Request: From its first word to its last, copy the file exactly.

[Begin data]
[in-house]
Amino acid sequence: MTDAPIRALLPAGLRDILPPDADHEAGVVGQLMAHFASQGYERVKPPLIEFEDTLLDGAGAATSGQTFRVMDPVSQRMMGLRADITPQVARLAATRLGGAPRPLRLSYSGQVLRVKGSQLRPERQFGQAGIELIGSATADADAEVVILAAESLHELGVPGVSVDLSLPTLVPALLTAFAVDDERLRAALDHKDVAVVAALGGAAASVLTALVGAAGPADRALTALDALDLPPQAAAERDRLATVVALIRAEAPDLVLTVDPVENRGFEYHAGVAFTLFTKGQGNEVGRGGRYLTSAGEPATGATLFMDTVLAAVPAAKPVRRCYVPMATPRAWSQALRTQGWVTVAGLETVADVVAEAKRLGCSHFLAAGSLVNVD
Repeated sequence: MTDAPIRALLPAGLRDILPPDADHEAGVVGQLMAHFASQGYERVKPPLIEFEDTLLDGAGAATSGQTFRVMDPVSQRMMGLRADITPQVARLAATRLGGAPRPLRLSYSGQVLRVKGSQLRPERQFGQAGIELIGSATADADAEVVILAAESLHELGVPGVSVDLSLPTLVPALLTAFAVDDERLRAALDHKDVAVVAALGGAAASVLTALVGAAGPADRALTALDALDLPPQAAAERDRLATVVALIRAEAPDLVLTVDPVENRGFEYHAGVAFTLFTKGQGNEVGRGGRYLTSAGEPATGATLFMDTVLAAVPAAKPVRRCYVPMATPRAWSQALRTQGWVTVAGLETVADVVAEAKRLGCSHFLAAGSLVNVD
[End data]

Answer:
[in-house]
Amino acid sequence: MTDAPIRALLPAGLRDILPPDADHEAGVVGQLMAHFASQGYERVKPPLIEFEDTLLDGAGAATSGQTFRVMDPVSQRMMGLRADITPQVARLAATRLGGAPRPLRLSYSGQVLRVKGSQLRPERQFGQAGIELIGSATADADAEVVILAAESLHELGVPGVSVDLSLPTLVPALLTAFAVDDERLRAALDHKDVAVVAALGGAAASVLTALVGAAGPADRALTALDALDLPPQAAAERDRLATVVALIRAEAPDLVLTVDPVENRGFEYHAGVAFTLFTKGQGNEVGRGGRYLTSAGEPATGATLFMDTVLAAVPAAKPVRRCYVPMATPRAWSQALRTQGWVTVAGLETVADVVAEAKRLGCSHFLAAGSLVNVD
Repeated sequence: MTDAPIRALLPAGLRDILPPDADHEAGVVGQLMAHFASQGYERVKPPLIEFEDTLLDGAGAATSGQTFRVMDPVSQRMMGLRADITPQVARLAATRLGGAPRPLRLSYSGQVLRVKGSQLRPERQFGQAGIELIGSATADADAEVVILAAESLHELGVPGVSVDLSLPTLVPALLTAFAVDDERLRAALDHKDVAVVAALGGAAASVLTALVGAAGPADRALTALDALDLPPQAAAERDRLATVVALIRAEAPDLVLTVDPVENRGFEYHAGVAFTLFTKGQGNEVGRGGRYLTSAGEPATGATLFMDTVLAAVPAAKPVRRCYVPMATPRAWSQALRTQGWVTVAGLETVADVVAEAKRLGCSHFLAAGSLVNVD